j2d3 wrote:Know of anyone pursuing a joint degree with the school of information (jd/msi)? Its a unique opportunity - Stanford offers jd/mscs but that's the only other law school with an explicitly supported 3 yr joint jd and computer related masters.
What about class size? Do you feel lost in the crowd at all?
No clue about joint degrees.
As for class size, it's all what you make of it.
We are divided into four large sections of 90 students each. Each large section is divided into four small sections of around 22-23 students. I have two classes with my large section, one class with my small section and one other small section out of the large section, and my legal practice with just my small section. You'll get to know your small section at least by name, I don't think it's necessary to be stuck with them. From what I understand, the dynamics vary quite a bit but small sections either tend to be really tight or really loose. Mine's loose, we don't spend that much time together as a whole section outside of class, though there are definitely cliques within my small section that do hang out a lot. You do end up getting to know most people in your large section (I know about 3/4 of them now).
Because roughly 60% of the kids live in the law quad, socializing is relatively easy and not limited in anyway to your small or large section. In fact I think most people mingle in social groups that cross section lines. This is, I think, a good thing.
Your legal practice professor by design is really accessible. If you crave that relationship, it's available.
Your relationship with your other professors tends to vary a lot depending on the personality of the professor. Professors do take the time to learn everyone's names within the first couple months, or at least they will know that you are in their class. If you talk a lot in class or have interesting shit to say, your professor is more likely to know who you are (duh). There are some who reputedly learn everyone's names before the first day of class. Seats are fixed, as in wherever you sit the first day, becomes your seat for the rest of the term. The professors then draw up seating charts with little pictures, and they use that to call on you. All of my professors do stick around after class if you have questions, etc. They are also very responsive to emails. It's not unheard of to go get drinks/coffee with professors. Some of them are really open to the idea, some are not (not correlated with their prestige...they are all insanely accomplished in their respective fields anyway).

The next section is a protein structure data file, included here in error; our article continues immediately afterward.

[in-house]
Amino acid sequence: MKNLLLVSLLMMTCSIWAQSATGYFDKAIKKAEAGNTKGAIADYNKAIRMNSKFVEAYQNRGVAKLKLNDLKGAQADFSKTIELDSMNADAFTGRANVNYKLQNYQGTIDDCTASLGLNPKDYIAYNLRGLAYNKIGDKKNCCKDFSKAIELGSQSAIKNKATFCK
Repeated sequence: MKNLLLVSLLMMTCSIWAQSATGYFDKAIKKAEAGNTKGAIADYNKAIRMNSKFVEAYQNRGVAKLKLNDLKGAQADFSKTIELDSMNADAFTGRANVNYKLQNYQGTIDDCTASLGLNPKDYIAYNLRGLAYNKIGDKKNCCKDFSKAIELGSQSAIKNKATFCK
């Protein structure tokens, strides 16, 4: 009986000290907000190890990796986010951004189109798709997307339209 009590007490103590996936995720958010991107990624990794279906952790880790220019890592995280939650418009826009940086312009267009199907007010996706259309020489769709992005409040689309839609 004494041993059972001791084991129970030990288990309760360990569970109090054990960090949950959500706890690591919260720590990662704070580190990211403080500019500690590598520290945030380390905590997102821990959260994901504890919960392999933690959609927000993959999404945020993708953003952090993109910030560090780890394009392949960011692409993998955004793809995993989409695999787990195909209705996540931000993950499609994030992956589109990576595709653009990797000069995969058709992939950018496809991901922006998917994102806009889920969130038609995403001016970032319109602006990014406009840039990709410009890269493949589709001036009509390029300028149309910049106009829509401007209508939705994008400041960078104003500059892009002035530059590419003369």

So basically if you want to get to know your professors, you can, if you want to be lost in the crowd, you can definitely pull that off too, it's really up to you. I came from a big state school and definitely noticed a difference in interaction with professors (90 is small for me).
There are also a lot of other opportunities to get to know professors, brown bag lunches, presentations, lectures outside of regular class, etc.